I congratulate Jim Shannon on bringing this important debate before the House.
When the Prime Minister announced the improvements to the child obesity strategy a few weeks ago, he made the point that the UK is unfortunately an outlier, in that we are the most overweight nation in the whole of Europe, after Malta. Sometimes I think we do not quite realise how serious our national situation is or the implications it has for people’s lives. To me, this has always been a social justice issue, because it significantly adversely affects the poorest people up and down our country.
I was struck by some information in the House of Lords Select Committee on Food, Poverty, Health and the Environment report, “Hungry for change: fixing the failures in food”, which is a very good read, for any Members who want to take the issue further. It points out the reason we are the most overweight nation in Europe, after Malta. It is not difficult to see. On page 19 the report states:
“In the UK, more than half (50.7%) all total dietary energy from purchases came from highly processed foods”.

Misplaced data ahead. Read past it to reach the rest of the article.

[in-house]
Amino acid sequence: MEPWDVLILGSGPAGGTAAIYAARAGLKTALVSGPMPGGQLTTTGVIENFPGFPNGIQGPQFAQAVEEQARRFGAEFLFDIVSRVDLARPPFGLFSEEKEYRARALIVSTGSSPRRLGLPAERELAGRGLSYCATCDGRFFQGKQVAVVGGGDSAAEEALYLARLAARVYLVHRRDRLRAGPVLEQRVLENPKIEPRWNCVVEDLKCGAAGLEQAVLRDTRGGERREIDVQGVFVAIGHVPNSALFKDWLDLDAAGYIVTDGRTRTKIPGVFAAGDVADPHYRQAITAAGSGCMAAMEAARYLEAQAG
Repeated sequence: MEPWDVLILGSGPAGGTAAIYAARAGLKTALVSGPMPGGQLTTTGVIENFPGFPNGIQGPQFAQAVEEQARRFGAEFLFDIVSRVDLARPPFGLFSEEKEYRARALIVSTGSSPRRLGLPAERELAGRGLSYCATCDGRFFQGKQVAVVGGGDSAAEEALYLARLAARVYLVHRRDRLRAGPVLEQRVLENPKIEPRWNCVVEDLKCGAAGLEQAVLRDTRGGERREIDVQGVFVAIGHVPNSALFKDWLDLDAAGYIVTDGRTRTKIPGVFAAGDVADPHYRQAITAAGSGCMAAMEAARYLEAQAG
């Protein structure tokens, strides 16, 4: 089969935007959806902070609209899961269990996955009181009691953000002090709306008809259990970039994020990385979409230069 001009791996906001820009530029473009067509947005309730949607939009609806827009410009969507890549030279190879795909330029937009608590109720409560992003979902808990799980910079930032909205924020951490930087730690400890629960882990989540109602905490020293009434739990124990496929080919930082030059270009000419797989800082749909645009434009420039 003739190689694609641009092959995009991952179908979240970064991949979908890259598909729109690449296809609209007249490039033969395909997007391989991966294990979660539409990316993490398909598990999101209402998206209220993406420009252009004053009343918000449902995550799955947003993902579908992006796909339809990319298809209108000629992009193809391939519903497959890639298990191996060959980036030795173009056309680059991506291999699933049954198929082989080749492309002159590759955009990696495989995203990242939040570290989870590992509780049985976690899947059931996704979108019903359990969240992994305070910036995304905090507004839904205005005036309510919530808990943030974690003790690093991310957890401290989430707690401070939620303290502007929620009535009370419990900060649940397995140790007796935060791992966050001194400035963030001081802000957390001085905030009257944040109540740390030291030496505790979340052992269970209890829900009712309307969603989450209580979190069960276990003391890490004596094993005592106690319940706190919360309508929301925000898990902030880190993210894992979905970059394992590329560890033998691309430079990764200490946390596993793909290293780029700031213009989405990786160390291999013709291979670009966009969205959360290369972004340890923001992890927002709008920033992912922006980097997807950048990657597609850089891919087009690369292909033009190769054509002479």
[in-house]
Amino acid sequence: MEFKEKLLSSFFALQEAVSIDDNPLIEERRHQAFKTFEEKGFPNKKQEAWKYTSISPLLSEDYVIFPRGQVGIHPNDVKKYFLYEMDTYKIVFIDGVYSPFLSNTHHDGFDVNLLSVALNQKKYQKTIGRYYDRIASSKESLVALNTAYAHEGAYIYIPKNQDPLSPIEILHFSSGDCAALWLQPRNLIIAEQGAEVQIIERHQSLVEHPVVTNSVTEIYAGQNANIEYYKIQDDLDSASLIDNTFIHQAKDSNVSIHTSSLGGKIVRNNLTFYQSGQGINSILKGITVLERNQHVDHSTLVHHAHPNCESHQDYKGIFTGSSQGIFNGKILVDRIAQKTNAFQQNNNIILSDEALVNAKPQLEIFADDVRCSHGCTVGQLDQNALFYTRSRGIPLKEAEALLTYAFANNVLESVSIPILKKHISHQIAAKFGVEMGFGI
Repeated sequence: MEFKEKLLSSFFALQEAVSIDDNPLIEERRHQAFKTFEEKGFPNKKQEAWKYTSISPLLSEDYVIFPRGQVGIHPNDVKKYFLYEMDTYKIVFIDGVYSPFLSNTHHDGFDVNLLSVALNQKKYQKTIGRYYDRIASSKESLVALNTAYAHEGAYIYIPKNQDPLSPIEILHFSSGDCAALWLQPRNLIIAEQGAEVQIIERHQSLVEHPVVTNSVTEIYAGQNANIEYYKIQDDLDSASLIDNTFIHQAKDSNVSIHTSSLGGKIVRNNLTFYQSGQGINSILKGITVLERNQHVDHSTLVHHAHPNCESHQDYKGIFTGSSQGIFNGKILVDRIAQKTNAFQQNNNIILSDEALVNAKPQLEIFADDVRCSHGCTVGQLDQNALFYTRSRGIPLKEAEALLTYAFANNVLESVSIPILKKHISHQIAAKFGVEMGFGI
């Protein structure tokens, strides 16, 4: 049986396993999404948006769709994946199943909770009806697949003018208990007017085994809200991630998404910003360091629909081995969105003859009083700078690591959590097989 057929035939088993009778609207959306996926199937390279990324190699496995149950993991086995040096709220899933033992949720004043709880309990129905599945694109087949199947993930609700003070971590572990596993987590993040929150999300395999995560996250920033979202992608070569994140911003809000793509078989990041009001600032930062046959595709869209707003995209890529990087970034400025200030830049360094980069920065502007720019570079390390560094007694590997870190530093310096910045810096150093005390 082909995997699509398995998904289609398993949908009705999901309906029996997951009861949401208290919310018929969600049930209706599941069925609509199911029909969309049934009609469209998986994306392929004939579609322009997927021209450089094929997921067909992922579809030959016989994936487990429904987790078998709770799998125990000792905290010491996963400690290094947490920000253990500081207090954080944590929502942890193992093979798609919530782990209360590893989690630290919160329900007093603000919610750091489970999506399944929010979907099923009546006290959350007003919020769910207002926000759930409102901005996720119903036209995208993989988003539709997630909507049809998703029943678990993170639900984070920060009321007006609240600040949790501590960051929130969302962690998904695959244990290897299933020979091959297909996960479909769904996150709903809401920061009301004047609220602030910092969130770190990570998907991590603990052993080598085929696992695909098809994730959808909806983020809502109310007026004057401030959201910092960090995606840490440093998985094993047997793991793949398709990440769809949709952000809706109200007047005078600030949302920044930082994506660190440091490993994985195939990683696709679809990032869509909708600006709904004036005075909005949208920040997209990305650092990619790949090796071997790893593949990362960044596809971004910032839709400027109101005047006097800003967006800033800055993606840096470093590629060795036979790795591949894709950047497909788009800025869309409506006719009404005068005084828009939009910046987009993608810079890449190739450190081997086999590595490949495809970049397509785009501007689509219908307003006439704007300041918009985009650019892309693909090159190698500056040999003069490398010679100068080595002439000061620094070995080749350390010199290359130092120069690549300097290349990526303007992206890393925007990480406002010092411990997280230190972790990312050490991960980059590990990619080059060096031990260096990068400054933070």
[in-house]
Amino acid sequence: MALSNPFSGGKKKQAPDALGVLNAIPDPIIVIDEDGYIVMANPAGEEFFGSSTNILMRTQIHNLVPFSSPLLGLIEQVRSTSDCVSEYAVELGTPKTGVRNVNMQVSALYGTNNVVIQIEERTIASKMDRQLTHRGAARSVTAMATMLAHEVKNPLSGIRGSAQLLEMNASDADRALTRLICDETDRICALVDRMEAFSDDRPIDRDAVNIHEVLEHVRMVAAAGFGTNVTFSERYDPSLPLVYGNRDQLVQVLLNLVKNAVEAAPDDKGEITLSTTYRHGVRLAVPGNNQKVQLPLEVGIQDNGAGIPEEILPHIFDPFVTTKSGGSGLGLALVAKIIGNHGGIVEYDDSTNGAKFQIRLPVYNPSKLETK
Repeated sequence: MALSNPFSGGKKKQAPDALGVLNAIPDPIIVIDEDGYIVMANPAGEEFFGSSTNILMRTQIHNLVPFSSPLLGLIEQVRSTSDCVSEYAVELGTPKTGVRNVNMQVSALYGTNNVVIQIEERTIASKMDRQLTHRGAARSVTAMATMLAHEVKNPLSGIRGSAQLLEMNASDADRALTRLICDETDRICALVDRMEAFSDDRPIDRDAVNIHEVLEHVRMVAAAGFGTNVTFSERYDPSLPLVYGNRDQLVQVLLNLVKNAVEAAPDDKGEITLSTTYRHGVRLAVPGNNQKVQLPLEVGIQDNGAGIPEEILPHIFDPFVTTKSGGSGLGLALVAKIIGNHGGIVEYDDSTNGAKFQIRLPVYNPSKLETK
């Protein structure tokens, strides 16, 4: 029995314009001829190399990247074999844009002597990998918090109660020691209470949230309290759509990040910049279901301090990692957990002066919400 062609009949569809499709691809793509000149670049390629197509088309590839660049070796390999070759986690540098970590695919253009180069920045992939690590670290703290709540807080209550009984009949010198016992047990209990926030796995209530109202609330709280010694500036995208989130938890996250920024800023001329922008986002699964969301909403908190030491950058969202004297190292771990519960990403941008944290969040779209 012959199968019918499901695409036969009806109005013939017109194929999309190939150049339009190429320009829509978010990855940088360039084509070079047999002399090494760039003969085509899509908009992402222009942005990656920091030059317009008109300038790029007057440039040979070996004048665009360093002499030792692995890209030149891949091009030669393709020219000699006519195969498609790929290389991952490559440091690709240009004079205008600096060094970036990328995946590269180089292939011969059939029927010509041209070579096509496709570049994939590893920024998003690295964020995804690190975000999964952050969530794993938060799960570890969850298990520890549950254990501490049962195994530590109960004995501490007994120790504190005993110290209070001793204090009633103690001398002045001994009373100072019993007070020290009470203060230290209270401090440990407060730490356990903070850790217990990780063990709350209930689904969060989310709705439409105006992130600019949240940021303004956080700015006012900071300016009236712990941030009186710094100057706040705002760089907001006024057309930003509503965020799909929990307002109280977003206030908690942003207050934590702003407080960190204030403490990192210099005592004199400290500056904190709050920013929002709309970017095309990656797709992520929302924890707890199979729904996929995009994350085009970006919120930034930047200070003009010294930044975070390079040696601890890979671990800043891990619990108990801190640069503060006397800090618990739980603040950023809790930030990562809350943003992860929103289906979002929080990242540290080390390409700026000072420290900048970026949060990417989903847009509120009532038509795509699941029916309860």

That compares with Italy, where the figure is only 13.4%, and Portugal, where it is only 10.2%. In other words, our diet is five times worse than that of the Portuguese. All the figures are going in the wrong direction. Despite all the strategies, it continues to get worse. The debate today needs to be a national wake-up call on this issue. Well done to all the Members who are here. I know the Minister gets it, and I know the Secretary of State gets it, but this is a combined national effort. It is not just up to the Government. It is up to food retailers, local authorities and schools—and, yes, it is up to us as families, parents and individuals to do the right thing. Everyone needs to pitch in and do the right thing.
Further into the report, on page 20, I found it completely shocking that 47% of primary schoolchildren’s dietary energy comes from products that are high in fat, sugar and salt. That is nearly half, and it just is not good enough. It does not have to be like that. There is healthy, nutritious food that will help our children to grow and develop as we all want them to. The figures show that a fifth—one in five—of children born today are on a trajectory to have type 2 diabetes by the time they are 65, with all the limiting implications that has for their lives and what they will be able to do, as the hon. Member for Strangford said.